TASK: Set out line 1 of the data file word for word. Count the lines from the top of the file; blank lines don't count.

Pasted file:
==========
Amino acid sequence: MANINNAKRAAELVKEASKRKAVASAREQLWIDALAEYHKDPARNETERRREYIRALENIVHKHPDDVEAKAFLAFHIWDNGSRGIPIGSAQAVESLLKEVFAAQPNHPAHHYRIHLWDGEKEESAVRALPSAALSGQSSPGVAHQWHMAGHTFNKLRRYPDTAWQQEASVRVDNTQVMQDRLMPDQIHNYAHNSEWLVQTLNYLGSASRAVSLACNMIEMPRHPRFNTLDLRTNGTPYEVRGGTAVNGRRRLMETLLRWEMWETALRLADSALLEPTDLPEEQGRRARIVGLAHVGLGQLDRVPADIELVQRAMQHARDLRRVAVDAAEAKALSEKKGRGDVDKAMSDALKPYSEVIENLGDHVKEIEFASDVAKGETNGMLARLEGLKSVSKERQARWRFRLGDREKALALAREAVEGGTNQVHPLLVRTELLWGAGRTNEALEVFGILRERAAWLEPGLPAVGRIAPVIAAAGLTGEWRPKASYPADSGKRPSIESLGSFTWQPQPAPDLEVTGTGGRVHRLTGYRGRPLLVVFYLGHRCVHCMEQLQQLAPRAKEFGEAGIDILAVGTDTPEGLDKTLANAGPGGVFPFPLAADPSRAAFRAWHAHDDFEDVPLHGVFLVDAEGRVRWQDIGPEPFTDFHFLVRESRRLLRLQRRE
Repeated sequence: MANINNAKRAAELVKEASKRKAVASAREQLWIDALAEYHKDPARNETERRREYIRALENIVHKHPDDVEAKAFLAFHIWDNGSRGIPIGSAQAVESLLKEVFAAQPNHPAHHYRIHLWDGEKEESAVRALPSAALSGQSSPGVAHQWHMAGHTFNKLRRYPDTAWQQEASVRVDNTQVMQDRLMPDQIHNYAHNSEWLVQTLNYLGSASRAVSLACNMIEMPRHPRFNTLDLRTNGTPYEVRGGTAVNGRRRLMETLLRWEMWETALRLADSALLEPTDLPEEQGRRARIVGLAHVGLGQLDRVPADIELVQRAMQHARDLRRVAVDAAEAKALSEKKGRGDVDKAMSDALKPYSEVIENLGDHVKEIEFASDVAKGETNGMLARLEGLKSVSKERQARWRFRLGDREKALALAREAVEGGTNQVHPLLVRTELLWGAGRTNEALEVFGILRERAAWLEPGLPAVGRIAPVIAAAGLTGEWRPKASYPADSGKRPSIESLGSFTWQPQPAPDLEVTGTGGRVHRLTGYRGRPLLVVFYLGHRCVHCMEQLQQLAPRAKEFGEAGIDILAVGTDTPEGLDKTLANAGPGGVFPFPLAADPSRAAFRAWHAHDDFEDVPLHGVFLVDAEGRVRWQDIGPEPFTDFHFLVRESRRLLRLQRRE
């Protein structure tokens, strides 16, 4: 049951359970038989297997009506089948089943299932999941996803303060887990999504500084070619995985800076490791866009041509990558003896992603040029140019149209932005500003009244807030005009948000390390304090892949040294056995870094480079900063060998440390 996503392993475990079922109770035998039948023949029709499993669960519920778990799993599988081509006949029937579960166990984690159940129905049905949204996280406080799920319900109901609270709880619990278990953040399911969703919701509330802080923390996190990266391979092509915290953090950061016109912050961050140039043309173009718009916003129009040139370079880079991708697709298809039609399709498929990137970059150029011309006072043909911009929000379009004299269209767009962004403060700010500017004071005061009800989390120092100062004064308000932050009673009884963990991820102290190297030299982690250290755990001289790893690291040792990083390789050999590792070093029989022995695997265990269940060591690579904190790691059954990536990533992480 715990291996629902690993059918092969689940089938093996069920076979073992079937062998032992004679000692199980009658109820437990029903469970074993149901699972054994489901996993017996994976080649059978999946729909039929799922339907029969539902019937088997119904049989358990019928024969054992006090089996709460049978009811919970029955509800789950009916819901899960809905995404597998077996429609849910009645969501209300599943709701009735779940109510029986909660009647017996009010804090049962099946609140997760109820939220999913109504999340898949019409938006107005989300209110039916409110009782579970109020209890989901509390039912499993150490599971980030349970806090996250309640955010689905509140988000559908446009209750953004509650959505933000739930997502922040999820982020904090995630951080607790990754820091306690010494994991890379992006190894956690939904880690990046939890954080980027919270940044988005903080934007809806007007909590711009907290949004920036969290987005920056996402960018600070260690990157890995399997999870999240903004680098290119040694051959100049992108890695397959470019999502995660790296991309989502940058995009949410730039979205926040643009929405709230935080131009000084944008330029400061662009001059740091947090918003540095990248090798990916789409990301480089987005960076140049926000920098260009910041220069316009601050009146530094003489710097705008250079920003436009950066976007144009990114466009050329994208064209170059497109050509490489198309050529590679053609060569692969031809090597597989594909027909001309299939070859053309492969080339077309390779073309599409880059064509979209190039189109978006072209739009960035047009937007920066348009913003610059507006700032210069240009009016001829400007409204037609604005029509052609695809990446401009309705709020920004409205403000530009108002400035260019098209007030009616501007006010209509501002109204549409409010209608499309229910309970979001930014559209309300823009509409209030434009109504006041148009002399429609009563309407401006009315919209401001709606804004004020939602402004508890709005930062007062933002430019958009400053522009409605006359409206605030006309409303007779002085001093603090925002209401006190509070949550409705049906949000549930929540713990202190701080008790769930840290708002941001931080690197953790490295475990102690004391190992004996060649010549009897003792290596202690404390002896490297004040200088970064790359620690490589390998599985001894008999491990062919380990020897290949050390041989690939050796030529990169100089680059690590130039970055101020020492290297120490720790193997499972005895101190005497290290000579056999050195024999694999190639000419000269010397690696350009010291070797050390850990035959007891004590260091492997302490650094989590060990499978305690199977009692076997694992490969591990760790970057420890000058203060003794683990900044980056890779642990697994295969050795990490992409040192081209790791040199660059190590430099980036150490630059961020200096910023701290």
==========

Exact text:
Amino acid sequence: MANINNAKRAAELVKEASKRKAVASAREQLWIDALAEYHKDPARNETERRREYIRALENIVHKHPDDVEAKAFLAFHIWDNGSRGIPIGSAQAVESLLKEVFAAQPNHPAHHYRIHLWDGEKEESAVRALPSAALSGQSSPGVAHQWHMAGHTFNKLRRYPDTAWQQEASVRVDNTQVMQDRLMPDQIHNYAHNSEWLVQTLNYLGSASRAVSLACNMIEMPRHPRFNTLDLRTNGTPYEVRGGTAVNGRRRLMETLLRWEMWETALRLADSALLEPTDLPEEQGRRARIVGLAHVGLGQLDRVPADIELVQRAMQHARDLRRVAVDAAEAKALSEKKGRGDVDKAMSDALKPYSEVIENLGDHVKEIEFASDVAKGETNGMLARLEGLKSVSKERQARWRFRLGDREKALALAREAVEGGTNQVHPLLVRTELLWGAGRTNEALEVFGILRERAAWLEPGLPAVGRIAPVIAAAGLTGEWRPKASYPADSGKRPSIESLGSFTWQPQPAPDLEVTGTGGRVHRLTGYRGRPLLVVFYLGHRCVHCMEQLQQLAPRAKEFGEAGIDILAVGTDTPEGLDKTLANAGPGGVFPFPLAADPSRAAFRAWHAHDDFEDVPLHGVFLVDAEGRVRWQDIGPEPFTDFHFLVRESRRLLRLQRRE